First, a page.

I can see that we - as women - can fight to get more land for ourselves. [We] can stand together. [We] can help each other with things like seed banks.
When talking to Nombasa, I particularly remember one thing she said to me: “I’m a member of RWA because by being there, I can see that we – as women – can fight to get more land for ourselves. [We] can stand together. [We] can help each other with things like seed banks; keeping seeds because we are still learning more…we can stand up for our families later on, so that there is no more poverty.”
IMAGE ABOVE: Nombasa Mfenqe has quit her job and brought her children back to a rural village so that they would not go unemployed. | © Reto Steffen
Spending a whole day with Nombasa Mfenqe was an unforgettable experience. Witnessing the struggles she faces every day was impressive. Some are rather mundane, like her teenage son refusing to eat what she had prepared. Others are much more challenging: selling her produce from a remote village with barely any roads leading up to it; water and electricity being very unreliable and getting cut off randomly multiple times a day.
The love and passion that Nombasa has is very moving. She talked to me about the seedlings she grew from a previous harvest, her chicken and pigs, and her energy to improve both her children’s lives and the lives of her fellow rural women. The plans she has for a better future with the help of the RWA are very inspiring. Spending a day with her and her family was a treat. I was sad when it was time to leave, with my heart and SD card full of great memories.
IMAGES IN ORDER OF APPEARANCE: Mfanelo and Nombasa Mfenqe. Raising chicken and pigs is a good solution to diversify their income (top). | Intercropping and agroecological methods have allowed the participants of the cooperative to feed their family and sell the surplus (bottom-left). | Nombasa Mfenqe (bottom-right). | © Reto Steffen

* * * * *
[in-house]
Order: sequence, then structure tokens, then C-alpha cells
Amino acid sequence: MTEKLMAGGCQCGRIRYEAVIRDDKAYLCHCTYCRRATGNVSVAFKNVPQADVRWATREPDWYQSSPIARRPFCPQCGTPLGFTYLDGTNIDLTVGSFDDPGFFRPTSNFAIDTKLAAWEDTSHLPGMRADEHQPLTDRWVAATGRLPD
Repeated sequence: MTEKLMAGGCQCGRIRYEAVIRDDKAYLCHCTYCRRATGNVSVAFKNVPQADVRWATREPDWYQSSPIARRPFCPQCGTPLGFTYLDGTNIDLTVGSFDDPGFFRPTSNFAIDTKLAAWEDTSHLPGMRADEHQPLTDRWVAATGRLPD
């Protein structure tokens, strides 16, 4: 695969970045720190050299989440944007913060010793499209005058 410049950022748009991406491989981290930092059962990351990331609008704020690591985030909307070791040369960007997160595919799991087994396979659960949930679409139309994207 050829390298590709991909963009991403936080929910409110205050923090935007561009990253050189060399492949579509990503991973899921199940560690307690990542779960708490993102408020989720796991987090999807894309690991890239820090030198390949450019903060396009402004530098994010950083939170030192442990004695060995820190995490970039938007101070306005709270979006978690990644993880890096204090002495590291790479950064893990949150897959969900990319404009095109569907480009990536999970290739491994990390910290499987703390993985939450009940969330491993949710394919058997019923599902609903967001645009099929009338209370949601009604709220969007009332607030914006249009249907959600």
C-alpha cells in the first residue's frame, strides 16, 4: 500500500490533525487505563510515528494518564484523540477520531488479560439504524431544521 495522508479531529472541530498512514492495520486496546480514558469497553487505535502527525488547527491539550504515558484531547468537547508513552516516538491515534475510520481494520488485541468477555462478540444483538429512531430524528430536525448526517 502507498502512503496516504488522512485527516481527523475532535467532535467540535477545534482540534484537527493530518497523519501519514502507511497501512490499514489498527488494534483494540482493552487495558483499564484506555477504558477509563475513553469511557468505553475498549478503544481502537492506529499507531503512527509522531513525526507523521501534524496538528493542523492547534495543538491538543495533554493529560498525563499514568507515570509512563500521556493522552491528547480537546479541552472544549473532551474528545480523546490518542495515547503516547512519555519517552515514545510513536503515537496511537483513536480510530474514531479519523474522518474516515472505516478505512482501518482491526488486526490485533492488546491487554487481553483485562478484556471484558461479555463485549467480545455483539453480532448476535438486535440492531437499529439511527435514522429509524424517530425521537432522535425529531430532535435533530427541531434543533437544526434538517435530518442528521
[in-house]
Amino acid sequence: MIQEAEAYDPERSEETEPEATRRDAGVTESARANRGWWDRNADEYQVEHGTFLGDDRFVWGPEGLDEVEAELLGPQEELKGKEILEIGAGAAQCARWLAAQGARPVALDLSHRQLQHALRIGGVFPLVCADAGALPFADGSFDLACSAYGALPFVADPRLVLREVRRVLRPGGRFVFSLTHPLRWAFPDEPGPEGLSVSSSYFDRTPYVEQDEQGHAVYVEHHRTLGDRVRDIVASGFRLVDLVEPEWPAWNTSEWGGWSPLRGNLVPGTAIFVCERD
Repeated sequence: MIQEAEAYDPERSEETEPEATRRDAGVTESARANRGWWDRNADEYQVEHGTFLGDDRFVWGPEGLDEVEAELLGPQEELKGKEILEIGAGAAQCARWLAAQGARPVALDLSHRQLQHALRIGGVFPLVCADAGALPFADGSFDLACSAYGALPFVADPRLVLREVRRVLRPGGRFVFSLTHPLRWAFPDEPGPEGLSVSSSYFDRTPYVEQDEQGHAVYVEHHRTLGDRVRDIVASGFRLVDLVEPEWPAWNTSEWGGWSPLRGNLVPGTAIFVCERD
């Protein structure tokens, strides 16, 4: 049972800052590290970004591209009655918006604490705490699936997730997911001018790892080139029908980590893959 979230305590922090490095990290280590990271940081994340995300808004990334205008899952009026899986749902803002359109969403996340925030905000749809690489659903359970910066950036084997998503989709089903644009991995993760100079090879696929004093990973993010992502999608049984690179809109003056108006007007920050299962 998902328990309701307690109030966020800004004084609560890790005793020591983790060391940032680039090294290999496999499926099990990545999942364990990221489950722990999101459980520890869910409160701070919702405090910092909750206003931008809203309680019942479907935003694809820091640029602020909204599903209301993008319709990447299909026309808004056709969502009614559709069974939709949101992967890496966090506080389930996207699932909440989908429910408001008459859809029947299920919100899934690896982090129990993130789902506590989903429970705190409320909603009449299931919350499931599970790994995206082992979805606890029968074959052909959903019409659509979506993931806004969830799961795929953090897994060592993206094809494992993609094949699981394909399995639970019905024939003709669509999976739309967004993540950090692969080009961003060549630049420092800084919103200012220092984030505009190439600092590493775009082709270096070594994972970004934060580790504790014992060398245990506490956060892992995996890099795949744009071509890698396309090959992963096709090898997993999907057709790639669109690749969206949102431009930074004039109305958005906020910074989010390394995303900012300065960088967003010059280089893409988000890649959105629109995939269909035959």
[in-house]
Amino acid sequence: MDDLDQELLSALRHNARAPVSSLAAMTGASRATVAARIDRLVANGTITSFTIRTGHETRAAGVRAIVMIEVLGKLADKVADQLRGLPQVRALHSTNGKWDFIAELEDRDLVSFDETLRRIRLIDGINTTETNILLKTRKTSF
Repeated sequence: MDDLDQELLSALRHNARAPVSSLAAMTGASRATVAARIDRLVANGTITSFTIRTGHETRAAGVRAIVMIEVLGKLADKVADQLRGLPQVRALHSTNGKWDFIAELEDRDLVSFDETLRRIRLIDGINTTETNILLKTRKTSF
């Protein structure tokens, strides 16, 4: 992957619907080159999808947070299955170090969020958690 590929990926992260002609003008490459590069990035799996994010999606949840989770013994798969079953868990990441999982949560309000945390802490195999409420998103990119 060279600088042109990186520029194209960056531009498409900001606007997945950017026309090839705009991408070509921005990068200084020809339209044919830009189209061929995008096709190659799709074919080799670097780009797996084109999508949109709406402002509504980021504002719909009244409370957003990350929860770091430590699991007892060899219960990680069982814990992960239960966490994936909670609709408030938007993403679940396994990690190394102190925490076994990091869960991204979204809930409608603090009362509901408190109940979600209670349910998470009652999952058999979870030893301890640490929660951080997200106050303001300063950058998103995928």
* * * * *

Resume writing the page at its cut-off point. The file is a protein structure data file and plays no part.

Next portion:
A Path to Sustainability
Regionally and naturally adapted seeds do better with climate change and require less water to begin with. Through the use of agroecology, these seeds need even less water and no industrial pesticides to grow. This is a win-win for all: the farmers, consumers, and the planet.
In South Africa, a lot of knowledge was lost when people were displaced. Training and support are making communities more sustainable in areas with little infrastructure or government help. Food grown locally does not need to be transported, transformed, or preserved. This means that it is fresher, more nutritious, and has a lesser impact on the planet.
And now, we are going back to our roots and it makes us feel that we are on the right track…we are improving our lives by using the traditional seeds.
Thobeka Mapukata, one of the women I met, said “The traditional seeds are very important. They have benefits, [as no] chemicals are involved. It’s the type of seeds our forefathers and our grandmothers were using, and which resulted in them having [fewer] sicknesses than we are suffering from [today]. And now, we are going back to our roots and it makes us feel that we are on the right track…we are improving our lives by using the traditional seeds.”
IMAGE ABOVE: Drying watermelon seeds, Nombasa Mfenqe had an exceptional watermelon harvest and she’s hoping that next year’s will be simiar. | © Reto Steffen